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Jimmy Garoppolo Time: Evaluating Brady’s Backup

It was Jimmy Garoppolo Time last night. A lot of it. And it was a long night for Jimmy Garoppolo. Taking over at the tail end of the first quarter, after Tom Brady had managed just 7 snaps and was clearly frustrated that his receivers couldn’t catch the ball, Garoppolo didn’t have much more luck. A combination of poor receiver play and errors led to a sub-par performance for the young backup, and the Patriots only managed to put 11 points on the board, its only touchdown coming on a 55-yard rumble by running back Jonas Gray. That being said, it’s also preseason week one; there were bound to be some hiccups. So, as Patriot Nation looks towards the regular season with the real possibility that Garoppolo Time will last through the first four regular season games, let’s see what we can gleam from his first extended action on the field.

The Good: Poise. Poise is an important part of being a quarterback; all champions have it. The ability to take a sack, pop up, and throw a completion against the next blitz you face. The ability to not let drops and the mistakes of those around you get into your head. The ability to take on every play, make mostly smart decisions, and attempt to play a mistake free game. Garoppolo has poise in spades.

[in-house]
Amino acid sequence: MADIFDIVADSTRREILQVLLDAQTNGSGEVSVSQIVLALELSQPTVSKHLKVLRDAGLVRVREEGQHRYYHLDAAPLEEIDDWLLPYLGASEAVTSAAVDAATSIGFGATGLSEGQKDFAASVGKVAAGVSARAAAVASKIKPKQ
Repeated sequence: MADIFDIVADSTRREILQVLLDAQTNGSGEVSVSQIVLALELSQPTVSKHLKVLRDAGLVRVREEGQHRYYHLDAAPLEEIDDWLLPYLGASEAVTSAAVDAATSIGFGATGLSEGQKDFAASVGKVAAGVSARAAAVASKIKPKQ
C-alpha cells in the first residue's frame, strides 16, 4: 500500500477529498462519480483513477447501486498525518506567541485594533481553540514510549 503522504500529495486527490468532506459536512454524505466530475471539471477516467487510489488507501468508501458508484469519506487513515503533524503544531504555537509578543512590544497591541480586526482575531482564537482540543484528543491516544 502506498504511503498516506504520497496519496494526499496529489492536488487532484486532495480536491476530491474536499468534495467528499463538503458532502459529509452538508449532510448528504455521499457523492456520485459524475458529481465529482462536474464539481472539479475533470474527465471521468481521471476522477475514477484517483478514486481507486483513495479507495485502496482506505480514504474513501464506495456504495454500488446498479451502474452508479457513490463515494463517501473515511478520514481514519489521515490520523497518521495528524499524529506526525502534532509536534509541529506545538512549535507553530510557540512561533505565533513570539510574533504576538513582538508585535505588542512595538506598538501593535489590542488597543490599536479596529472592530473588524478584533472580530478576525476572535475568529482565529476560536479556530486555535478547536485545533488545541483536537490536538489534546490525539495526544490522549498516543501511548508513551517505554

The arm. Garoppolo has a fantastic arm and a very natural throwing motion that reminds me of a combination of Russell Wilson and Philip Rivers. He doesn’t quite have the cannon that Wilson has or the pinpoint accuracy of Rivers, but he has a beautiful deep ball and a very quick release. If he can hone these skills, he can be a very good QB.

The feet. Garoppolo offers an element at quarterback that Patriots fans haven’t seen in a long, long while: the ability to make plays with his feet. He is a much better athlete than Brady and his ability to stretch defenses with his legs will be an interesting facet to watch moving forward. I could see the Patriots using him the same way the Packers use Rodgers or the Seahawks use Wilson, with lots of play action roll-outs that get him out of the pocket and into space.

Accuracy. Garoppolo was 15-17 in the second half, albeit with no TDs and an interception (that was his fault, not Boyce’s, more on that later). At one point he hit 9 in a row. Once again, we are seeing that the building blocks are there – he just needs to put them together. And given that he has, at least, 2 more seasons before he has any shot of taking Brady’s job, that’s totally fine.